Today marks a major turning point for the anti-genocide movement in the United States. President Obama announced the creation of a Atrocities Prevention Board which will help ensure the government has the “mechanisms and structures” to prevent and respond to civilian protection crises. The announcement came after an extensive study, directed by the National Security advisor, that assessed existing crisis response infrastructure, protocols necessary for the board’s creation, and how the intelligence community could best assist prevention efforts. He gave his remarks at the United States Holocaust Memorial Museum nearly nine months after a presidential directive declared mass atrocities and genocide prevention a national security priority and moral responsibility. In his speech, Obama reaffirmed the importance of past and current genocide prevention strategies such as international diplomatic pressure on Bashar al-Assad and his allies. He added a need to punish foreign nationals who use new technologies to limit social organizing. Moreover, the President also reinforced the need for a peaceful resolution to the Syrian crisis by using targeted sanctions. He concluded by reaffirming one of the Responsibility to Protect doctrine’s key principles which says that the right to national sovereignty includes an obligation to protect civilians within respective states. If that obligation is not fulfilled, the international community has a responsibility to respond.
The board will consist of members from several government agencies working in conjunction to streamline and operationalize prevention and protection measures. More specifically, it will institutionalize cooperation between civil society, military, and diplomatic actors such as the Department of State, Department of Homeland Security, USAID, and the Joint Chiefs of Staff. The group will meet monthly to implement policies that will utilize the reach of all relevant U.S. government agencies
According the the directive issued in August 2011, the goals of the Atrocities Prevention Board are to “ensure:
(1) that the US national security apparatus recognizes and is responsive to early indicators of potential atrocities;
(2) that departments and agencies develop and implement comprehensive atrocity prevention and response strategies in a manner that allows "red flags" and dissent to be raised to decision makers;
(3) that the US increases the capacity and develop doctrine for our foreign service, armed services, development professionals, and other actors to engage in the full spectrum of smart prevention activities; and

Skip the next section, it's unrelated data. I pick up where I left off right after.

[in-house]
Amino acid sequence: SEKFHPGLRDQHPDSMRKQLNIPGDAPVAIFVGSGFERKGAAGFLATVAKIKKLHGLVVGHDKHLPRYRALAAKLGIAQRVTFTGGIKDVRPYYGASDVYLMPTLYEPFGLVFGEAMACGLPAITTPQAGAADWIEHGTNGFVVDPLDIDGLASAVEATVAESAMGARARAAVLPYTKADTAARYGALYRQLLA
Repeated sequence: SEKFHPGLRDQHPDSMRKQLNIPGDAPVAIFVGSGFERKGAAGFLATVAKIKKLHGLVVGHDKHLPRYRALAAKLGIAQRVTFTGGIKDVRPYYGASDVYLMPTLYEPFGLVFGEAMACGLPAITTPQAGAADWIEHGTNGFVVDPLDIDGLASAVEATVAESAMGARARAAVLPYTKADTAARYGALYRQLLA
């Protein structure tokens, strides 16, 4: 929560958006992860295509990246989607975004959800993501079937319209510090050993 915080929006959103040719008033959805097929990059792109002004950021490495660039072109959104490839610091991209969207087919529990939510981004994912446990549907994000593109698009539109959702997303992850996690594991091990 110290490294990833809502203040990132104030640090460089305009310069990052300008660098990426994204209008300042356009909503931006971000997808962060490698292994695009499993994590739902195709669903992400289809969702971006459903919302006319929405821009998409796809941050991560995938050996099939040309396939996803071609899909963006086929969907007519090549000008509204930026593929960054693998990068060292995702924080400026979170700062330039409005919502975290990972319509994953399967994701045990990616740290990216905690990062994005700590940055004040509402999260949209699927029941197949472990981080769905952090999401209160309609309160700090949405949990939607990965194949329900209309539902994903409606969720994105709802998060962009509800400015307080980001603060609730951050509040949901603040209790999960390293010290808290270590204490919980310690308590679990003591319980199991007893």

(4) that the US is optimally positioned to work with its allies in order to ensure that the burdens of atrocity prevention and response are appropriately shared.”
In other words the Atrocities Prevention Board is heavily geared toward recognizing and swiftly responding to early warning signs of mass atrocities. Based on that data, relevant government agencies will develop a comprehensive collaborative strategy to effectively respond to crises. Moreover, the board will work with international partners to maximize supranational coordination.
Another implicit goal of the Atrocities Prevention Board is to avoid situations like Rwanda in the future. In 1994, President Clinton failed to coordinate with foreign policy agencies as 800,000 Rwandans were killed in about one-hundred days. Ad hoc, disaggregated responses from the international community once again proved ineffective. The focusing of interagency prevention work and lessening of bureaucratic red tape will hopefully quicken response times.
The Atrocities Prevention Board announcement comes as two major (and other) conflicts are killing civilians. Violence along the Sudanese border between lingering SPLA soldiers, Sudan, and South Sudan is increasing as disputes over oil revenue sharing and land ownership remain unresolved. Meanwhile, Bashar al-Assad’s violent crackdown on Syrian protesters continues into its thirteenth month leaving over 10,000 civilians dead. However, the new board will, in theory, be better equipped to proactively respond to crisis such as these.
Policy experts and youth advocates should embrace today’s announcement. However, today is merely a step in the right direction that will require a sustained commitment to civilian protection. Students must work alongside professionals in pressuring the administration to uphold his commitments. Meanwhile, they must also continue transformative advocacy that is shaping a new human rights narrative that more fully respects local civilian populations. Constituencies who are not fully incorporated into policy-making such as civil society in conflict areas and diaspora groups living in the United States must be taken into consideration. Finally, the Atrocities Prevention Board provides an opportunity to view conflicts are intersectional processes involving environmental change, women’s rights, minority rights, military operations, and diplomacy. Let’s use our leverage as informed student activists to continue developing a progressive human rights framework that better serves civilian populations.